Collection Honors IH Legacy
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In the backyard Butch has installed a hand pump and Thermoil engine like those from the backyard of his childhood home. “I wanted to get across the idea of how things were in the olden days,” he says. “We used the engine to pump water for the horses, but there were times when we had to pump by hand to get them water.” A small-scale version of the display is housed in one of his toy rooms.
Butch’s collection even includes a model of an IHC dealership. “In the 1940s and ’50s, all IHC dealerships had to be built alike,” he says. “If a dealer wanted to erect a new building, he had to use the IHC blueprints. This one was made for me from those original blueprints.”
A custom-built backyard building contains the dealership model, as well as large IHC items, including a Planet Jr. corn planter, framed photos of IHC events and an IHC mailbox. In front of the building is a McCormick-Deering bench with wheels. The wheels are from an old McCormick grain drill and the bench back is the drill’s lid. The rest is sawed lumber. Nearby is a rusty Farmall gas tank with holes cut in the top to hold flowerpots. “A friend of mine talked me into that,” Butch says, shaking his head.
No big tractors – yet
Butch’s collection is unusual for what it doesn’t have: big tractors, often the main focus of many IH collectors. “I’ve thought about getting one of the bigger ones,” he says. “I’d like to have a 1206 someday. In fact, I wouldn’t mind having one of everything we had on the farm, a couple of M’s and Super C’s, a 400 and 650, all IH.”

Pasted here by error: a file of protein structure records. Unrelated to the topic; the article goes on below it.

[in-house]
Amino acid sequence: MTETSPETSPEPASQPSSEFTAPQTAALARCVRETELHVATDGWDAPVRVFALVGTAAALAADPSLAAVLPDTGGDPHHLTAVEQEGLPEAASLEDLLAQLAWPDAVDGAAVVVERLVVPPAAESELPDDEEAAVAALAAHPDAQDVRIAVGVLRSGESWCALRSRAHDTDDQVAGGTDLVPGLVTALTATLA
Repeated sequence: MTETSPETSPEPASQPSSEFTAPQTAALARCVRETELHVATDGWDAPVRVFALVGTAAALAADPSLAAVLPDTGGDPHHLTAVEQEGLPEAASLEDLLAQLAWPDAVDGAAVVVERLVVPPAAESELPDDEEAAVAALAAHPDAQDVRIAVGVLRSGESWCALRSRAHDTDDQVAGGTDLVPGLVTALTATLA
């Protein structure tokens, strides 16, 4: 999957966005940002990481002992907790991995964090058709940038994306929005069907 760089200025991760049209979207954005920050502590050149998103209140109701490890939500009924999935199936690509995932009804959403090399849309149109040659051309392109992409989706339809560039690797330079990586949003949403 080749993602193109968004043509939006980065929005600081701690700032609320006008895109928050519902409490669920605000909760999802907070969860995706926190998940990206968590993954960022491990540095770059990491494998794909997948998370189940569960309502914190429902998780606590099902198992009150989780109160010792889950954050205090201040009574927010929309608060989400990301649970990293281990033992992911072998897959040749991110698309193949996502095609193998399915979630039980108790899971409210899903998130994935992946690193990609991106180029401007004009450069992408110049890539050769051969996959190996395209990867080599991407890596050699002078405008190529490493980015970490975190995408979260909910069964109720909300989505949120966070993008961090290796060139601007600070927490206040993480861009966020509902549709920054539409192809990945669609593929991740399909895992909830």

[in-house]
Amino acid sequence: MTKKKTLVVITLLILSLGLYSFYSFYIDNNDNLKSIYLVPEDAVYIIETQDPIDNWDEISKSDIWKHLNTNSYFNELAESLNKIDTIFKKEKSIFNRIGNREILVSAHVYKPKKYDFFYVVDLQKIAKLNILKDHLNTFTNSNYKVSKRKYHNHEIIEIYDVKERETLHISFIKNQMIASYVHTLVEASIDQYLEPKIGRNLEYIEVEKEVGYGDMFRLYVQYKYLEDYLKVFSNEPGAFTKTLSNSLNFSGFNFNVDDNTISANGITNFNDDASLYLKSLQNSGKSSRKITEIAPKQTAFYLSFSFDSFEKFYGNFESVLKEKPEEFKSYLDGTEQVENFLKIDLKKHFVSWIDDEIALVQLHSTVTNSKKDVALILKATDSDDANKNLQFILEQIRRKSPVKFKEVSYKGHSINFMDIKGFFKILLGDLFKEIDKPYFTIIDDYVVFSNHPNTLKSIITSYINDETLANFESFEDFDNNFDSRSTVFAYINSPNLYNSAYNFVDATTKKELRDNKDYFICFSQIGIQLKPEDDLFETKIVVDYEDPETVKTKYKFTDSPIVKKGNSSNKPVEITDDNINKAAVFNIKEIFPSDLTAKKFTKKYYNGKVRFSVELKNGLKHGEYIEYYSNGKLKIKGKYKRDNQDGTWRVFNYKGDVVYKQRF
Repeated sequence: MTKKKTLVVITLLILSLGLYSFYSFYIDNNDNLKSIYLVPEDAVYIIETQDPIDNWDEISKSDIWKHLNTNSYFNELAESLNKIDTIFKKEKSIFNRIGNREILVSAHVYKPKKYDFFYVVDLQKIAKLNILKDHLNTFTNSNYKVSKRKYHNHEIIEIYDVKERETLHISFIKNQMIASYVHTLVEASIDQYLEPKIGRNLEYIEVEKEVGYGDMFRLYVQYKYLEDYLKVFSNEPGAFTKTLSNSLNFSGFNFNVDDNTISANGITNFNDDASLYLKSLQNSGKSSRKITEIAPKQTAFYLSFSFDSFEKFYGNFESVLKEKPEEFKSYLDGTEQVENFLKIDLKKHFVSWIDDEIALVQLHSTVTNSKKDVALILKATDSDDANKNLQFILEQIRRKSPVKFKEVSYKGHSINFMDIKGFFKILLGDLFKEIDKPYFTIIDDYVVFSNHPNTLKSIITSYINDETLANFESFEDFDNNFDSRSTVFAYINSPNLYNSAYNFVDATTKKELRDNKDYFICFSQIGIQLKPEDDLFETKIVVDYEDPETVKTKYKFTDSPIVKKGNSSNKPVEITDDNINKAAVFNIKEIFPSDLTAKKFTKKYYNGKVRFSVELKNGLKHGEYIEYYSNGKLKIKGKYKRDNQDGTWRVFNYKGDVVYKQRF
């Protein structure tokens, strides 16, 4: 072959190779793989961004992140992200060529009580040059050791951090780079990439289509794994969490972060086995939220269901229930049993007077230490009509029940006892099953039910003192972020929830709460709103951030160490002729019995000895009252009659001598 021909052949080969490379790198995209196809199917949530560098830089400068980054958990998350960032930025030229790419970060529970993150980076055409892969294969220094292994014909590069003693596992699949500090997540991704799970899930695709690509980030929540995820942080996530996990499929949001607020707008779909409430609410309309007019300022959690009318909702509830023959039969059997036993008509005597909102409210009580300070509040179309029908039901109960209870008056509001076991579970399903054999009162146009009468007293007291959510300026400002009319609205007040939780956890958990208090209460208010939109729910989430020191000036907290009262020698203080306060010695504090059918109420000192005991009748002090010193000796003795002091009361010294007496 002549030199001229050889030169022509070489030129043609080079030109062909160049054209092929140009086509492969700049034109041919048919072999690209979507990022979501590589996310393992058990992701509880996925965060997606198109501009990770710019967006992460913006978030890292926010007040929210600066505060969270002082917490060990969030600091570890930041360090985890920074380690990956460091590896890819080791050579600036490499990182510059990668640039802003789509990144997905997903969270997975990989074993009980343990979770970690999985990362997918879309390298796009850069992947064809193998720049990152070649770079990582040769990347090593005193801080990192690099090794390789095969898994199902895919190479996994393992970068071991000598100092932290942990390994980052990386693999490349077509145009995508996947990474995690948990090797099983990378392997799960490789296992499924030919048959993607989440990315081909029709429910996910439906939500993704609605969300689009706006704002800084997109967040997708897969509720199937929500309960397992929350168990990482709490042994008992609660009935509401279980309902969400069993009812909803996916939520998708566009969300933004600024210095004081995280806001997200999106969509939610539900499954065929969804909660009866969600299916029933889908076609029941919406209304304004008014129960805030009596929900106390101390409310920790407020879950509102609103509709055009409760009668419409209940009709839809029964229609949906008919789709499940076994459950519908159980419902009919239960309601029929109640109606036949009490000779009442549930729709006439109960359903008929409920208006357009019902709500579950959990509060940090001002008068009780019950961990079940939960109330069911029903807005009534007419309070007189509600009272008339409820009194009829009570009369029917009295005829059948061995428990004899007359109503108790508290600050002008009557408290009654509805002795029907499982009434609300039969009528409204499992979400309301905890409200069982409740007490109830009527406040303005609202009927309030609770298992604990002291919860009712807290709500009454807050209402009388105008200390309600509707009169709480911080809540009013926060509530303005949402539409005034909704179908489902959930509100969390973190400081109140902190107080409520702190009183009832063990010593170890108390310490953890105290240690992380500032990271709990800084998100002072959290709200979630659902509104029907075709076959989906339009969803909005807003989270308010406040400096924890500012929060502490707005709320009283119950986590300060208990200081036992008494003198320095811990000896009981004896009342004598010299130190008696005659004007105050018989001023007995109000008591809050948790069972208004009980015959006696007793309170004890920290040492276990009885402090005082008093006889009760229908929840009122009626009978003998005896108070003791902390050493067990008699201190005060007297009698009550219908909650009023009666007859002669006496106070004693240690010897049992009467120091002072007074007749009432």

For now, Butch has settled for smaller tractors: four Cub Cadets and a Cub Cadet 60 lawnmower. Three of his Cub Cadets came via Trueman Welter’s dealership in Buffalo. “When they discontinued their IHC building in St. Michael, Minn., I bought three pickup loads of literature,” Butch says. “The literature covered everything: Gehl, Fox and Minnesota. I sold it all off except for the IH items. A few weeks later they wanted to sell me three used Cub Cadets. The wheels and spindles were off, the engines were bad and the axles were shot. They said they’d give me a discount on any parts I ordered for the restoration, with the stipulation that the Cub Cadets would be kept original and not used for pulling.”
With the exception of the rear ends, everything on all three Cubs was restored. Butch tore each apart and handled reassembly; he hired out engine work and painting. Craftsmen went through engines, resealed gas tanks, and rebuilt carburetors, alternators and starters. The Cub Cadets gleamed, and worked like new. “It wasn’t something we planned,” Butch says, “but it reflects how we’ve gotten pieces of our collection. The opportunity was there, and we took it.”